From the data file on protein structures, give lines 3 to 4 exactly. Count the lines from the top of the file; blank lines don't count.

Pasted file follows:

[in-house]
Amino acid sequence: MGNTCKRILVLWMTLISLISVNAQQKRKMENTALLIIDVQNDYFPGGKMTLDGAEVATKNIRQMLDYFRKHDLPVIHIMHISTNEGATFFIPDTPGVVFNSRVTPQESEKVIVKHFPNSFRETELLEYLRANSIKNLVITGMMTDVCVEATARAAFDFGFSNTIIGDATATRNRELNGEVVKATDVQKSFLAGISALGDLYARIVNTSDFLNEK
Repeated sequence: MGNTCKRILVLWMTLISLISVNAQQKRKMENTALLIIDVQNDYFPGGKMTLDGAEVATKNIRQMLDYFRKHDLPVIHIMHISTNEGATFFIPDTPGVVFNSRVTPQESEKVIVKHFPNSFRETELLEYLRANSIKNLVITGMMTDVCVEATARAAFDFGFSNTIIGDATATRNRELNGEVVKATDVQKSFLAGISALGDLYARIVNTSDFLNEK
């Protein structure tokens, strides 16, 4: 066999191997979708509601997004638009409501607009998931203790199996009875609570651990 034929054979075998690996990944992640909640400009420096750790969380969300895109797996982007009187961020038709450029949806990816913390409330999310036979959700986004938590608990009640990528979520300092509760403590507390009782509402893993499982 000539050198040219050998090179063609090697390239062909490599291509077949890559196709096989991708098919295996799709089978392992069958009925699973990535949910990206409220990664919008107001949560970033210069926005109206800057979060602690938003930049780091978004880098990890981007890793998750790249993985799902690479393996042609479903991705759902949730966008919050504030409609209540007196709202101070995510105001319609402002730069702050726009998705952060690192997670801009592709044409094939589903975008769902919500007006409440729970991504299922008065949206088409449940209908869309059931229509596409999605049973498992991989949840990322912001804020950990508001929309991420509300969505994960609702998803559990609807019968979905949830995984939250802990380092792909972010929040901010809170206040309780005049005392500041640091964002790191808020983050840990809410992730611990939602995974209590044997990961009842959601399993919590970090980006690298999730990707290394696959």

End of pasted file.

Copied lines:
Repeated sequence: MGNTCKRILVLWMTLISLISVNAQQKRKMENTALLIIDVQNDYFPGGKMTLDGAEVATKNIRQMLDYFRKHDLPVIHIMHISTNEGATFFIPDTPGVVFNSRVTPQESEKVIVKHFPNSFRETELLEYLRANSIKNLVITGMMTDVCVEATARAAFDFGFSNTIIGDATATRNRELNGEVVKATDVQKSFLAGISALGDLYARIVNTSDFLNEK
């Protein structure tokens, strides 16, 4: 066999191997979708509601997004638009409501607009998931203790199996009875609570651990 034929054979075998690996990944992640909640400009420096750790969380969300895109797996982007009187961020038709450029949806990816913390409330999310036979959700986004938590608990009640990528979520300092509760403590507390009782509402893993499982 000539050198040219050998090179063609090697390239062909490599291509077949890559196709096989991708098919295996799709089978392992069958009925699973990535949910990206409220990664919008107001949560970033210069926005109206800057979060602690938003930049780091978004880098990890981007890793998750790249993985799902690479393996042609479903991705759902949730966008919050504030409609209540007196709202101070995510105001319609402002730069702050726009998705952060690192997670801009592709044409094939589903975008769902919500007006409440729970991504299922008065949206088409449940209908869309059931229509596409999605049973498992991989949840990322912001804020950990508001929309991420509300969505994960609702998803559990609807019968979905949830995984939250802990380092792909972010929040901010809170206040309780005049005392500041640091964002790191808020983050840990809410992730611990939602995974209590044997990961009842959601399993919590970090980006690298999730990707290394696959």